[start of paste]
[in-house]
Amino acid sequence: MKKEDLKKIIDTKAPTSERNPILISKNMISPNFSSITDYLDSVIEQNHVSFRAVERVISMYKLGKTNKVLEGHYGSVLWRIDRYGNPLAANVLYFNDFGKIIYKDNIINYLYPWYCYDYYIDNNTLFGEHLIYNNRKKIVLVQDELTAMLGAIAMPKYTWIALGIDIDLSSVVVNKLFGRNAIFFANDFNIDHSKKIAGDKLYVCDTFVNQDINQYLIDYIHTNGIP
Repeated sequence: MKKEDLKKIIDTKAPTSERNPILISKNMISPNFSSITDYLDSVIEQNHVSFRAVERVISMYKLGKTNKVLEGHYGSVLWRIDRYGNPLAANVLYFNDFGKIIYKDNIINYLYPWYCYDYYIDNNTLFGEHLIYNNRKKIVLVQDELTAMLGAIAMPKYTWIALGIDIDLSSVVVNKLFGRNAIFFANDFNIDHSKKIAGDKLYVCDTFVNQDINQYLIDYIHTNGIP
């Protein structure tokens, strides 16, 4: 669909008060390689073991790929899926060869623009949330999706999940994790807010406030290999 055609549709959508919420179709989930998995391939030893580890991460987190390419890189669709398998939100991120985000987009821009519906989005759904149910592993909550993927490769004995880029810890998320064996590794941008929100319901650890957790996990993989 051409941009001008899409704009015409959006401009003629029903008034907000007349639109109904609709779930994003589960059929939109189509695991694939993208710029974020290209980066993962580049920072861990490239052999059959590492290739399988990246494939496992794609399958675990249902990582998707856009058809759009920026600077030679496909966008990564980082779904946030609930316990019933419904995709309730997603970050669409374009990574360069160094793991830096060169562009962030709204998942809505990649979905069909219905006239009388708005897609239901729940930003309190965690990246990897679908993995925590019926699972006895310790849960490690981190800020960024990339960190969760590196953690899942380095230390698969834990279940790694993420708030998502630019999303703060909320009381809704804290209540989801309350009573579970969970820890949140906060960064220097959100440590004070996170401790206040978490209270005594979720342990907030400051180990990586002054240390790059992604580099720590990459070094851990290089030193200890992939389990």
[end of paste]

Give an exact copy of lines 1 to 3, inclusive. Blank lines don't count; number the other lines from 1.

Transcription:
[in-house]
Amino acid sequence: MKKEDLKKIIDTKAPTSERNPILISKNMISPNFSSITDYLDSVIEQNHVSFRAVERVISMYKLGKTNKVLEGHYGSVLWRIDRYGNPLAANVLYFNDFGKIIYKDNIINYLYPWYCYDYYIDNNTLFGEHLIYNNRKKIVLVQDELTAMLGAIAMPKYTWIALGIDIDLSSVVVNKLFGRNAIFFANDFNIDHSKKIAGDKLYVCDTFVNQDINQYLIDYIHTNGIP
Repeated sequence: MKKEDLKKIIDTKAPTSERNPILISKNMISPNFSSITDYLDSVIEQNHVSFRAVERVISMYKLGKTNKVLEGHYGSVLWRIDRYGNPLAANVLYFNDFGKIIYKDNIINYLYPWYCYDYYIDNNTLFGEHLIYNNRKKIVLVQDELTAMLGAIAMPKYTWIALGIDIDLSSVVVNKLFGRNAIFFANDFNIDHSKKIAGDKLYVCDTFVNQDINQYLIDYIHTNGIP